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dendritic cells, hematopoiesis, infection, inflammation, innate immunity, macrophage

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Room 1747 West Building



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My laboratory is focused on two areas of immunology. First, we are interested in understanding macrophage and dendritic cell (DC) development and heterogeneity. Second, we are interested in understanding the basis for the innate immune response to bacterial infections, using the intracellular bacterium Listeria monocytogenes in a mouse model. Macrophages and DCs derive from a common hematopoietic progenitor and exist as multiple distinct subtypes in different anatomic microenvironments. In addition, inflammatory states induce the differentiation of unique forms of inflammatory macrophages and DCs from blood-circulating monocyte precursors. We are particularly interested in 1) identifying and characterizing the environmental signals and transcription factors controlling the development and function of macrophage and DC subtypes, and 2) understanding the specific roles played by distinct macrophage and DC subtypes during different immune responses. An understanding of these processes is relevant to pathogen defense, vaccine design, autoimmunity, and tumor immunity, as macrophages and DCs are recognized to play a role in each of these settings. We use comparative gene expression profiling of developing and mature murine macrophage and DC subtypes to identify genes with unique expression patterns potentially important in controlling macrophage and DC development and function. Using genetic approaches, and in particular through the analysis of gene-deficient mice, we aim to identify distinct pathways of macrophage and DC subtype development. Furthermore, we aim to characterize the unique functions of distinct subtypes in vivo.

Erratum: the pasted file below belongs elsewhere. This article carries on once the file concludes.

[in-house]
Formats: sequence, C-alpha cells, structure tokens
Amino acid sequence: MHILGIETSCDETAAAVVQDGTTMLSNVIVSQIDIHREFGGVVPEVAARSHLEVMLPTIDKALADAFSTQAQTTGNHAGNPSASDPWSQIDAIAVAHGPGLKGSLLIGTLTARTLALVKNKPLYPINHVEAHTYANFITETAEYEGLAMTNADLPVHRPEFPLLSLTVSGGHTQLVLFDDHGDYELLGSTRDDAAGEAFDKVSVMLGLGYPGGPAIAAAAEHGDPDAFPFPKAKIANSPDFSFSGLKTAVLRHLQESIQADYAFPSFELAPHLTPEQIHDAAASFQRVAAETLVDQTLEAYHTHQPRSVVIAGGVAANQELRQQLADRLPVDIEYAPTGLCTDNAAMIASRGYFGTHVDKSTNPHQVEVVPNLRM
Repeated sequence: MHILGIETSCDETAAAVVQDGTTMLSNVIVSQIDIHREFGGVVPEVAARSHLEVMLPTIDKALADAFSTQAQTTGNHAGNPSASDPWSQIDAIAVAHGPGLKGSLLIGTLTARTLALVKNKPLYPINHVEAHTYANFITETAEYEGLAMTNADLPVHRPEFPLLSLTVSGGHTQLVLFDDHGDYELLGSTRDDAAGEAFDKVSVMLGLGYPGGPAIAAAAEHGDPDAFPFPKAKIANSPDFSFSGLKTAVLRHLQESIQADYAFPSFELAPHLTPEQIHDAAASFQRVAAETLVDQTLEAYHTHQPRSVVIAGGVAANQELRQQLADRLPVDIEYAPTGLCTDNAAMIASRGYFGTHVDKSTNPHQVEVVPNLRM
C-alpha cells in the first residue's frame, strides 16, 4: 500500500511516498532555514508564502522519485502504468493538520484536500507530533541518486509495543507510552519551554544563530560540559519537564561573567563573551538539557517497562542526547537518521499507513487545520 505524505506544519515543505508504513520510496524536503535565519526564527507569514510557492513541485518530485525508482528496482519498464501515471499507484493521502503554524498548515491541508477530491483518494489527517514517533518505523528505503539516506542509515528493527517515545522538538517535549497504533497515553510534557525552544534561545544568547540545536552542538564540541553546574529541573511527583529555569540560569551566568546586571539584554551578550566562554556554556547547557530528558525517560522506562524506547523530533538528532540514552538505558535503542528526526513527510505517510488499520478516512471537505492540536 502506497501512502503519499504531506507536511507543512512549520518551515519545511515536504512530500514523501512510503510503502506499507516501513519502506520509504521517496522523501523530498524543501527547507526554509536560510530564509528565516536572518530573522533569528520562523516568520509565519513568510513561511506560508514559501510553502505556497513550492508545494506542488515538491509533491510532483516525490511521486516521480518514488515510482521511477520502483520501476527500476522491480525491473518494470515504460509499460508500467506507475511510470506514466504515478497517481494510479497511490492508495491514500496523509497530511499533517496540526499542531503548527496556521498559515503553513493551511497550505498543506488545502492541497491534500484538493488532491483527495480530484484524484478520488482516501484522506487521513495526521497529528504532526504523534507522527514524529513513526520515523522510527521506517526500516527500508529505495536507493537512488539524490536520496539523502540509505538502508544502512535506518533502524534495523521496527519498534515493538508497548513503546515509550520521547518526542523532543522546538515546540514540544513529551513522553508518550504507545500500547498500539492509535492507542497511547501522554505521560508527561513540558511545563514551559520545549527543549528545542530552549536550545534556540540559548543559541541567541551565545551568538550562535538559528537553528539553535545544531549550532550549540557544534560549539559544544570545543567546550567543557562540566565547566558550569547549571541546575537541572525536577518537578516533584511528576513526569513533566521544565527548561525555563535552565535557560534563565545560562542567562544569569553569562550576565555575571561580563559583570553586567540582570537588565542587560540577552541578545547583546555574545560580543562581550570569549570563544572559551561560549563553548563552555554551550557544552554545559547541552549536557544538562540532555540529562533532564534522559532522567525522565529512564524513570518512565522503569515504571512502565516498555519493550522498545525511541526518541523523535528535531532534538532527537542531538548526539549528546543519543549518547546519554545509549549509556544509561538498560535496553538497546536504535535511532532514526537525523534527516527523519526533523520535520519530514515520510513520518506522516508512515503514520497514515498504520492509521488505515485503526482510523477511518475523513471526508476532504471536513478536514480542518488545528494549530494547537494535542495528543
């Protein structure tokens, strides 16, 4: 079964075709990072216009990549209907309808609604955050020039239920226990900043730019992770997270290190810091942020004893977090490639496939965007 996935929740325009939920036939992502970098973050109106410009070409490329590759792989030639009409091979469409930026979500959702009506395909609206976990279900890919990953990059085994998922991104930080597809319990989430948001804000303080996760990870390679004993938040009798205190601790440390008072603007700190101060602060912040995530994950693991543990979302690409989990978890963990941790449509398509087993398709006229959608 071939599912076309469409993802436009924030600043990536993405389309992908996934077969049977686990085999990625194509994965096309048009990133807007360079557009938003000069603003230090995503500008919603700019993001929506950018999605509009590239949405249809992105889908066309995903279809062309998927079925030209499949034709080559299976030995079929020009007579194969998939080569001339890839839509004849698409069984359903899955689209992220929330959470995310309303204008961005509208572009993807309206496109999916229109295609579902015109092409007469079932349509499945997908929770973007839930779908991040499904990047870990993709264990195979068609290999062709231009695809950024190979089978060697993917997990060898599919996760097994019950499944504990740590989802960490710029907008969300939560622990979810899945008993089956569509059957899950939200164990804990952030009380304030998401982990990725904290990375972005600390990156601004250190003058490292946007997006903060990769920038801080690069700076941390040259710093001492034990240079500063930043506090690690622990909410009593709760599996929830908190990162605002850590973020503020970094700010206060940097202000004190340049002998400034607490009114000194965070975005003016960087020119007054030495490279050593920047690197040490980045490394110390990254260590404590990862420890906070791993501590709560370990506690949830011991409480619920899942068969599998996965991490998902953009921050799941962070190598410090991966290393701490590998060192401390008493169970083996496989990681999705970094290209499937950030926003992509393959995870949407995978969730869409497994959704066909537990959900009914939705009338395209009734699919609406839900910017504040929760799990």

My laboratory also aims to understand the basis for the innate immune response to bacterial infections, using the intracellular bacterium Listeria monocytogenes in a mouse model. Our goals are to understand the development and interplay of innate immune cells controlling early intracellular infection, and to understand how these cells serve as the basis for the generation of a complete adaptive immune response to a pathogen. Important questions that we aim to address are as follows: 1) Which are the earliest phagocytes infected during intracellular bacterial infection, and how do these cells propagate a productive infection? 2) What are the pathways leading to the development of inflammatory DCs (iDCs) during pathogen infection, and what are their effector roles? 3) How do neutrophils, macrophages, and DCs differ in their handling of intracellular bacteria, and how do these cells carry out microbicidal function?

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Brian T. Edelson

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Innate immune cell development and function

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Date Last Updated

11/10/2011 11:09 AM


Edelson BT, Bradstreet TR, KC W, Hildner K, Herzog JW, Sim J, Russell JH, Murphy TL, Unanue ER, Murphy KM. Batf3-dependent CD11b peripheral dendritic cells are GM-CSF-independent and are not required for Th cell priming after subcutaneous immunization. PLoS One 2011 6(10): e25660.
Edelson BT, Bradstreet TR, Hildner K, Carrero JA, Frederick KE, KC W, Belizaire R, Aoshi T, Schreiber RD, Miller MJ, Murphy TL, Unanue ER, Murphy KM. CD8a(+) dendritic cells are an obligate cellular entry point for productive infection by Listeria monocytogenes. Immunity 2011 35: 326-48.
Edelson BT, KC W, Juang R, Kohyama M, Benoit LA, Klekotka PA, Moon C, Albring JC, Ise W, Michael DG, Bhattacharya D, Stappenbeck TS, Holtzman MJ, Sung SJ, Murphy TL, Hildner K, Murphy KM. Peripheral CD103+ dendritic cells form a unified subset developmentally related to CD8a+ conventional dendritic cells. J. Exp. Med. 2010 207: 823-836.
Kohyama M, Ise W, Edelson BT, Wilker PR, Hildner K, Mejia C, Frazier WA, Murphy TL, Murphy KM. Role for Spi-C in the development of red pulp macrophages and splenic iron homeostasis. Nature 2009 457: 318-321.
Hildner K, Edelson BT, Purtha WE, Diamond M, Matsushita H, Kohyama M, Calderon B, Schraml BU, Unanue ER, Diamond MS, Schreiber RD, Murphy TL, Murphy KM. Batf3 deficiency reveals a critical role for CD8alpha+ dendritic cells in cytotoxic T cell immunity. Science 2008 322: 1097-1100.

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Created at 11/10/2011 11:10 AM by DBBS_SP_SAPP
Last modified at 11/10/2011 1:14 PM by Kathryn Ruzicka